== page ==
Introduction: Elementary/Middle School Catapults

Growing up, catapults were a science class staple that provided a lot of fun while being an amazingly effective learning tool. Younger students are able to build their own catapult and learn about the real world examples of physical science through kinetic and potential energy, while older students can explore the calculations involved for solving K&P energy problems.

For more advanced students looking to study physics, catapults can also be used to calculate projectile motion.

No matter what they are used to teach, basic catapults offer plenty of fun both in and out of the classroom.

Step 1: Gathering Materials

This project can easily be completed with a limited list of easily available items.

Supplies:

5 popsicle sticks

Rubber bands

Plastic spoon OR bottle cap

Marshmallows, marbles, pom poms, or another suitable lightweight projectile

Those using a bottle cap should also note that they will need hot glue or another adhesive.

Step 2: Base Construction

The catapult can be constructed quickly and easily, even by young children.

First, we have to construct the lower stage of the catapult. Stack three popsicle sticks on top of each other, and rubber band at both ends as shown. Set this piece aside.

Please note that the height of this section will affect how far the catapult will launch. More sticks = more height = a further launch.

Next, we can start construction on the cross section of the catapult. To do this, stack two popsicle sticks on top of each other and rubber band as we did before, but only on one end. Use two more rubber bands to secure a plastic spoon to one of the two sticks, making sure to not rubber band the spoon to both.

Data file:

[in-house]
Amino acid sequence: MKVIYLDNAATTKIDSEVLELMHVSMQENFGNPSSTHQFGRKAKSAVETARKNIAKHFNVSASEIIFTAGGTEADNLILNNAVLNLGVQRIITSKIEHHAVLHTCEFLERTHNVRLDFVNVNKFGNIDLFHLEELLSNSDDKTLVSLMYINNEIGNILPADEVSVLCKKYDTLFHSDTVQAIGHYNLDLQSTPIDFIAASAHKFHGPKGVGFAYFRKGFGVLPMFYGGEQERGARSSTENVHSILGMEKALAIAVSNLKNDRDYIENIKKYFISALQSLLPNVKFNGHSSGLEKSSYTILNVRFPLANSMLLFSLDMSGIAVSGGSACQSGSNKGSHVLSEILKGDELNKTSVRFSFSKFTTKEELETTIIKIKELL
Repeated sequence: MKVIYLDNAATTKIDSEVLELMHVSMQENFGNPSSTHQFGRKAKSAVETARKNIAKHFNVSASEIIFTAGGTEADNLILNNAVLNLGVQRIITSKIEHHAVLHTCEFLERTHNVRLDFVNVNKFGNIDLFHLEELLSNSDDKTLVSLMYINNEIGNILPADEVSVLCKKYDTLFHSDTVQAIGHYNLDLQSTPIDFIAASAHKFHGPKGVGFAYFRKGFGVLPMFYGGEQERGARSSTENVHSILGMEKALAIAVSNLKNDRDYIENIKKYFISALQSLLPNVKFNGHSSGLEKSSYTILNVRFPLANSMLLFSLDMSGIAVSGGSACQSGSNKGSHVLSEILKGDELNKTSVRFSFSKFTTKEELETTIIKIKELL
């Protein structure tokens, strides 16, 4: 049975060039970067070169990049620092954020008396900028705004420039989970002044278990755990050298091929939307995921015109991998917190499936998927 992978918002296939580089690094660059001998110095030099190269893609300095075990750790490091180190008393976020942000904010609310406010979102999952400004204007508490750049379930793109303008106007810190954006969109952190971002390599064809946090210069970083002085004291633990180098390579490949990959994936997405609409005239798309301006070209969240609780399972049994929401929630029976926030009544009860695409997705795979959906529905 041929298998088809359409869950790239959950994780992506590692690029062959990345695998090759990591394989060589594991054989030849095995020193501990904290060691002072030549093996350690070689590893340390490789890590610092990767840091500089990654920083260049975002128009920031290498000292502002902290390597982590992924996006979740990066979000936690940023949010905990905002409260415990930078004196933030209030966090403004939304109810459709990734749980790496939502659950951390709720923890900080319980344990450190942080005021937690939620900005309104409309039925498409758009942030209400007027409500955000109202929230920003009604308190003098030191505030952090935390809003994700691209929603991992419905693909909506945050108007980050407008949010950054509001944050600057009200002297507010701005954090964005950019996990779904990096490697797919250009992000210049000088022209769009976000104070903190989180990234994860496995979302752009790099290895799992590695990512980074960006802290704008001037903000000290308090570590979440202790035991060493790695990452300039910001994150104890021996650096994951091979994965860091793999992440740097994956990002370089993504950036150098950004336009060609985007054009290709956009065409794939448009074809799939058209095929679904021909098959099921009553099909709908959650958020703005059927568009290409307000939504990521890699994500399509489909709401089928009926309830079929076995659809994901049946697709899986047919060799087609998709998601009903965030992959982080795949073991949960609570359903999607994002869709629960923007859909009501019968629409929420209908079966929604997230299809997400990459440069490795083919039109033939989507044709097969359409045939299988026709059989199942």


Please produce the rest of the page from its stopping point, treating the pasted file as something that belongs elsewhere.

Note: If you chose to use a bottle cap instead of a spoon, hot glue it to the opposite end of the stick that you rubber banded, and allow to dry.

Step 3: Final Assembly

Now that we have both the bottom base and the angled piece, we can fully assemble our catapult. Slide base piece into the angled piece until it is lightly secured by the rubber band already present. The catapult should be able to be moved without any separation.

To use, pull back the spoon gently towards the ground, and release.

While this activity is geared mostly for the enjoyment of middle and elementary school students in their study of physical science concepts, catapults are easily adaptable to suit a variety of state standard lessons.

Elementary school aged students first being introduced to the foundations of kinetic and potential energy can be shown a demonstration using the catapult. As the spoon is pulled back, students can learn that potential energy is present, and when it is released, the motion of the projectile shows a release of kinetic energy.

The attached set of flash cards should help reinforce the concept.

Middle school students can investigate the relationship between the height of the base section and the distance traveled, writing their own theories on why the change occurs.

High school students more familiar with the concepts of physical science have the increased scientific and mathematical background to begin learning how to calculate potential and kinetic energy. In the worksheet linked below, middle school students can label what type of energy use is being presented, and high school students can calculate it.

Attachments

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